More recently, and more strangely, is Tarantino’s Star Trek project. Successfully pitched to Paramount in 2017, and given a full writers’-room treatment, it was at one point set to be the next film in the rebooted Star Trek franchise, though the TREK films were subsequently put on hold. As recently as May 2019, Tarantino says it’s still “a very big possibility,” that a script has been written, and that he intends to resume discussions after Once Upon A Time In Hollywood is released. Karl Urban says the story is “bananas,” and given that the project would have pitted Kirk, Spock, and friends posing as Prohibition-era gangsters in order to repair a derelict USS Enterprise, he’s probably not kidding.

One thing Tarantino is exceptionally good at is talking about all the movies he’d like to make, which means there’s now a small library of unwritten flights of fancy borne of his encyclopedic film knowledge. Generally speaking, these only represent the director talking about the movies he likes and would like to try, but the potential for some of these with Tarantino at the helm is painfully tantalising:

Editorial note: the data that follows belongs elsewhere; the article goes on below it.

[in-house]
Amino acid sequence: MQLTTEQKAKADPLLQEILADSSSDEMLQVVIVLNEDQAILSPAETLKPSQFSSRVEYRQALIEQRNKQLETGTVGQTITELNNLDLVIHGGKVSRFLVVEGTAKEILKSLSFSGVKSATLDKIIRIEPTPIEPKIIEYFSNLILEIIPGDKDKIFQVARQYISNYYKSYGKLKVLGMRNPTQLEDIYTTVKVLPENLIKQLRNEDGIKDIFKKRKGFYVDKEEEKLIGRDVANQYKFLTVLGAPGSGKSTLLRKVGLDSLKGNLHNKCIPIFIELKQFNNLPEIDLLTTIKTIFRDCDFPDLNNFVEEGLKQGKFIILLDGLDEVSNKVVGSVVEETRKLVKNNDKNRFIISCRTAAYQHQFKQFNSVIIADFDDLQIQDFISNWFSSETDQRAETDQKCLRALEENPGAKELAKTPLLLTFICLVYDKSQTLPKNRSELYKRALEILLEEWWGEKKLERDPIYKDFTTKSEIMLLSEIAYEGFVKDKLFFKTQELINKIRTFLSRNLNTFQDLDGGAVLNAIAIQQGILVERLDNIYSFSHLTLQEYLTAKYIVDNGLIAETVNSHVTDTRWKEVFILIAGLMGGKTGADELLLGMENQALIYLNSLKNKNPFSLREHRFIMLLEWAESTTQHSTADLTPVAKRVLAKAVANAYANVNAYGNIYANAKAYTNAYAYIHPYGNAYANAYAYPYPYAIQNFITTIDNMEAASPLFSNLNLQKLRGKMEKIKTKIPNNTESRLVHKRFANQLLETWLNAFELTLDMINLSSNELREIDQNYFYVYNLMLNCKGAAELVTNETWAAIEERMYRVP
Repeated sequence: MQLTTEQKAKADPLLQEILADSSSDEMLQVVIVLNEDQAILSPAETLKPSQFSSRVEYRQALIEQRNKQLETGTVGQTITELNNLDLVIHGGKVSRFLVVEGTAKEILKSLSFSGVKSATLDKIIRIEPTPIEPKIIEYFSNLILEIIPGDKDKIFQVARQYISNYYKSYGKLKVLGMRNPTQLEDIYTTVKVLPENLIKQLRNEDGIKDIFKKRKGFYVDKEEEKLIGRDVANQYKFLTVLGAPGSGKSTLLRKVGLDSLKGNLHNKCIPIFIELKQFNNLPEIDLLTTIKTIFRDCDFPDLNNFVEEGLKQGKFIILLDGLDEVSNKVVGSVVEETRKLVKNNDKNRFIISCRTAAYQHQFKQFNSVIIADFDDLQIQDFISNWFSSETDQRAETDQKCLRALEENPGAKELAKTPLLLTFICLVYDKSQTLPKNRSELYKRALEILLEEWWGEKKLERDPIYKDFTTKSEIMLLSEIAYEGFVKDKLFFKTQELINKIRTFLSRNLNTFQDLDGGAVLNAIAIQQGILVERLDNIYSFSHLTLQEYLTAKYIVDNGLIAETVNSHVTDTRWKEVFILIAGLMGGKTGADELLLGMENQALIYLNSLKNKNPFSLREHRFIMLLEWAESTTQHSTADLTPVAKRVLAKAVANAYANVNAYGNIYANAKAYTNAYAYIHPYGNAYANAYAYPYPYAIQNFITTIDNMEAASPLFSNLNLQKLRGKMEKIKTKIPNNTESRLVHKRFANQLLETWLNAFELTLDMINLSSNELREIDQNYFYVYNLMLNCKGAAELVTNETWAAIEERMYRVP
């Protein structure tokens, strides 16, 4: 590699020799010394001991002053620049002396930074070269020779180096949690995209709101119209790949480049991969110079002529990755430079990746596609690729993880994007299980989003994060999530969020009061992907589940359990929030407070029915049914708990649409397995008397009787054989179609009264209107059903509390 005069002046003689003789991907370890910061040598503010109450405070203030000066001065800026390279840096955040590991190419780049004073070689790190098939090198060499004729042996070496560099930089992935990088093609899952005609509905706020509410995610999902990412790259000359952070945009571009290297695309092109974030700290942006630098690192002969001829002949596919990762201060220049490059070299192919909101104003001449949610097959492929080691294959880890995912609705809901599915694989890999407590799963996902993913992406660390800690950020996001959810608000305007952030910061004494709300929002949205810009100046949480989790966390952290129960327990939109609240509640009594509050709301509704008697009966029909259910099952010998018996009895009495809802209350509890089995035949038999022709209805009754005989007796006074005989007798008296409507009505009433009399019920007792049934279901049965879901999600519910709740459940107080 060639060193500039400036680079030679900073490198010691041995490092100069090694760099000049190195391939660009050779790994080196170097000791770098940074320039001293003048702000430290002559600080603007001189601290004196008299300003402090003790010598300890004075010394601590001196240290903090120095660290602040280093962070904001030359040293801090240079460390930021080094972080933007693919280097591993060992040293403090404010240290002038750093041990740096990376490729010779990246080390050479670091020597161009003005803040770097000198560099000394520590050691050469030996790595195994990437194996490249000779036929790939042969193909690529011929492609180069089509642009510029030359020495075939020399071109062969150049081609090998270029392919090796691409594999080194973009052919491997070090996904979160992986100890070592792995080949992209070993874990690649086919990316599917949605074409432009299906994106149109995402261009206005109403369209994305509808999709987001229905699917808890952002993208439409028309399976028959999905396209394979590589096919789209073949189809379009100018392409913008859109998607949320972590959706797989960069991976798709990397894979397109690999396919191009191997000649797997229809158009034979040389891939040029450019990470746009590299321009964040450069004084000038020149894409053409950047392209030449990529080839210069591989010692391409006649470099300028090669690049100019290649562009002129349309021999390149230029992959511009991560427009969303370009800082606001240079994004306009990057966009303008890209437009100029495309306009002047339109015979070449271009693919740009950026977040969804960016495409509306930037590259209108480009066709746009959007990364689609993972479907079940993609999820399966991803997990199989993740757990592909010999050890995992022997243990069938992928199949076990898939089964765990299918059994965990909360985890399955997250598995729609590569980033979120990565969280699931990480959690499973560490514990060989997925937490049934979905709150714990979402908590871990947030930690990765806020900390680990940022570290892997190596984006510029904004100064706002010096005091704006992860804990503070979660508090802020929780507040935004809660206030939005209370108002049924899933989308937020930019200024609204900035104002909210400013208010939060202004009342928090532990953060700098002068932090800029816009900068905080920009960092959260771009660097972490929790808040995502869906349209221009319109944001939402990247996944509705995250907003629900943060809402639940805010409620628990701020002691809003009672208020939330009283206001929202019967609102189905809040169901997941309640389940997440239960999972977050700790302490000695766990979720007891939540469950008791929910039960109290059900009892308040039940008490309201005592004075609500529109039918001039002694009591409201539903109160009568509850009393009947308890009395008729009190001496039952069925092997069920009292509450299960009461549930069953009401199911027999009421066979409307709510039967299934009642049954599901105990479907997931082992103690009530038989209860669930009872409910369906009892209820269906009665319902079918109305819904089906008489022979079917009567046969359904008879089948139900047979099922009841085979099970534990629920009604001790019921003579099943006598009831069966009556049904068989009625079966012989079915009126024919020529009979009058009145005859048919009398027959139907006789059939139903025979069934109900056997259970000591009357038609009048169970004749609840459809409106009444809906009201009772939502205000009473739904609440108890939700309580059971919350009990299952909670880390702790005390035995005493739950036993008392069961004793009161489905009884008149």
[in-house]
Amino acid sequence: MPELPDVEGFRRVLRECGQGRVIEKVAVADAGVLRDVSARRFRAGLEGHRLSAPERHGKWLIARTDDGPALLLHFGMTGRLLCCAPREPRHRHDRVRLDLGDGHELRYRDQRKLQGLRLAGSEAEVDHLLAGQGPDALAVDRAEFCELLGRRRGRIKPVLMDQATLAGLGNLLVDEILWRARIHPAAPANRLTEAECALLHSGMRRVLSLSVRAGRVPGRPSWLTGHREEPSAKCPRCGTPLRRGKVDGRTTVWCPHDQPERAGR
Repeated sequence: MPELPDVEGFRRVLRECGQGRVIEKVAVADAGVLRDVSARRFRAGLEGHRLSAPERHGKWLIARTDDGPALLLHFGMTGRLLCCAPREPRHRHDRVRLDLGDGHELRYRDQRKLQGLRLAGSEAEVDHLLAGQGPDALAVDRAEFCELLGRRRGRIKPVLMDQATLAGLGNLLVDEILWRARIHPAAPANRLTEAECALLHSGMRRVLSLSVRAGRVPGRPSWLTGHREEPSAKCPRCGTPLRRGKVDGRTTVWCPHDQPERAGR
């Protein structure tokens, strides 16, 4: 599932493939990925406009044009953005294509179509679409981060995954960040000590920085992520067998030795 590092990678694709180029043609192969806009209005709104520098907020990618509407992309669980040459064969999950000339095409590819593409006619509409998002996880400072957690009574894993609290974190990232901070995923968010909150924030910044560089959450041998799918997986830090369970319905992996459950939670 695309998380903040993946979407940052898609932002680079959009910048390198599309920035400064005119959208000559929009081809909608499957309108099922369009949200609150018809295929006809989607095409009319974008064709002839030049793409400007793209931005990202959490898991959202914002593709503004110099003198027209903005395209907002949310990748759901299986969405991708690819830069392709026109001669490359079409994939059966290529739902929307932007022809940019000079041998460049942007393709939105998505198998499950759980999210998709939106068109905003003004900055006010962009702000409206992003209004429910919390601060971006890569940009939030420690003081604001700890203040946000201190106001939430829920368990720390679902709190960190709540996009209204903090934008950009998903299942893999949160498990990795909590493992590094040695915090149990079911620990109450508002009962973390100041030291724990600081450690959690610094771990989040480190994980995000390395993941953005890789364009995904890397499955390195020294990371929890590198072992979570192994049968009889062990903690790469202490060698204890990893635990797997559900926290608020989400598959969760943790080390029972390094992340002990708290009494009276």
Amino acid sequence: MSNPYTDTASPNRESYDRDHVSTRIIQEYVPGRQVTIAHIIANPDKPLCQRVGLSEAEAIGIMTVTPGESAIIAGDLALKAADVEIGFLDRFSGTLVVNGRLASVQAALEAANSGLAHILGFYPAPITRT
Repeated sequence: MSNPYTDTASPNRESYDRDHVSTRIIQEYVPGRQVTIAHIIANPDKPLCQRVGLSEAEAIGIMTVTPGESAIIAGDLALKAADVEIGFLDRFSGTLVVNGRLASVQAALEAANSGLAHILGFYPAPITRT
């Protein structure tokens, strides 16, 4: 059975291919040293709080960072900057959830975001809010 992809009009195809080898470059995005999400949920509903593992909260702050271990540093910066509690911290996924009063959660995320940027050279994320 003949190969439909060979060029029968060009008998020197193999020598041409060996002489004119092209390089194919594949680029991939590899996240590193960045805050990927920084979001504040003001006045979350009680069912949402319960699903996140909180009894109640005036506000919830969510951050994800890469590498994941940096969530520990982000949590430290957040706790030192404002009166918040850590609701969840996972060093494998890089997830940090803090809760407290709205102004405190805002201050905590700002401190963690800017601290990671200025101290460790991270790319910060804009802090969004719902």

• An original superhero film;
  • A children’s movie;
  • A science fiction film;
  • A screwball romantic comedy in the vein of Howard Hawks;
  • A softcore sexploitation movie, which he’s reluctant to do due to it likely revealing all his kinks;
  • A ‘70s-style disaster movie a la Airport;
  • A gangster movie in the 1930s WB mould; and
  • A film of some sort set in Australia.

Though Tarantino is rightly best-known for creating his own characters and stories, he’s also a big enough fan of pre-existing ones that he’s considered doing adaptations of them. His uncomfortable feelings towards Jackie Brown, the odd duck in his filmography given its adaptation status, pretty much preclude these from happening, but the following notions have arisen, with varying degrees of plausibility: